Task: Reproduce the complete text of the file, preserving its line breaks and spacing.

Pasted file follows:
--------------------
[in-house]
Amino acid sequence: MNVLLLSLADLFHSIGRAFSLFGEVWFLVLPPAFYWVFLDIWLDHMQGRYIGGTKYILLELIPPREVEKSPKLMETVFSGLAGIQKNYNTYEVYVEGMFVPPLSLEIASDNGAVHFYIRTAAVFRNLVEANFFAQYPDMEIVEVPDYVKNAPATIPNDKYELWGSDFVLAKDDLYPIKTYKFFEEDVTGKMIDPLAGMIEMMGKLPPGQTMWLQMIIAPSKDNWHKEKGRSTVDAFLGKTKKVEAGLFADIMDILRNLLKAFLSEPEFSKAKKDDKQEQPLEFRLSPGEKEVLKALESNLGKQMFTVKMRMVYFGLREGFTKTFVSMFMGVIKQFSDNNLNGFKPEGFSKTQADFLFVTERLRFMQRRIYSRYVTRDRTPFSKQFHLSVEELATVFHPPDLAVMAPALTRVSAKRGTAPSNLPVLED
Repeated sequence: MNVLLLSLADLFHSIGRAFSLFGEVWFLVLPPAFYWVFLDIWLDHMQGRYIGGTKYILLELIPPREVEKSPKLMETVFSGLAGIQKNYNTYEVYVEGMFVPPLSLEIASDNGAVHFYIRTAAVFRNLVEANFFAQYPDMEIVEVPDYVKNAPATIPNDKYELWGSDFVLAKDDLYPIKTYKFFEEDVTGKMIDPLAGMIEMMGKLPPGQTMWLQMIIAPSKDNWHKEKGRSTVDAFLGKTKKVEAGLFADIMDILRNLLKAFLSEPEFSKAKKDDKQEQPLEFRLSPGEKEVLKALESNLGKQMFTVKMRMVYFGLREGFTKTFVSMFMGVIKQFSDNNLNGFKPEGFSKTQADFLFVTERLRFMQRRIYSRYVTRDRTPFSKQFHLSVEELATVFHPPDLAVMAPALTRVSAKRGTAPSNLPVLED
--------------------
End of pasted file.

[in-house]
Amino acid sequence: MNVLLLSLADLFHSIGRAFSLFGEVWFLVLPPAFYWVFLDIWLDHMQGRYIGGTKYILLELIPPREVEKSPKLMETVFSGLAGIQKNYNTYEVYVEGMFVPPLSLEIASDNGAVHFYIRTAAVFRNLVEANFFAQYPDMEIVEVPDYVKNAPATIPNDKYELWGSDFVLAKDDLYPIKTYKFFEEDVTGKMIDPLAGMIEMMGKLPPGQTMWLQMIIAPSKDNWHKEKGRSTVDAFLGKTKKVEAGLFADIMDILRNLLKAFLSEPEFSKAKKDDKQEQPLEFRLSPGEKEVLKALESNLGKQMFTVKMRMVYFGLREGFTKTFVSMFMGVIKQFSDNNLNGFKPEGFSKTQADFLFVTERLRFMQRRIYSRYVTRDRTPFSKQFHLSVEELATVFHPPDLAVMAPALTRVSAKRGTAPSNLPVLED
Repeated sequence: MNVLLLSLADLFHSIGRAFSLFGEVWFLVLPPAFYWVFLDIWLDHMQGRYIGGTKYILLELIPPREVEKSPKLMETVFSGLAGIQKNYNTYEVYVEGMFVPPLSLEIASDNGAVHFYIRTAAVFRNLVEANFFAQYPDMEIVEVPDYVKNAPATIPNDKYELWGSDFVLAKDDLYPIKTYKFFEEDVTGKMIDPLAGMIEMMGKLPPGQTMWLQMIIAPSKDNWHKEKGRSTVDAFLGKTKKVEAGLFADIMDILRNLLKAFLSEPEFSKAKKDDKQEQPLEFRLSPGEKEVLKALESNLGKQMFTVKMRMVYFGLREGFTKTFVSMFMGVIKQFSDNNLNGFKPEGFSKTQADFLFVTERLRFMQRRIYSRYVTRDRTPFSKQFHLSVEELATVFHPPDLAVMAPALTRVSAKRGTAPSNLPVLED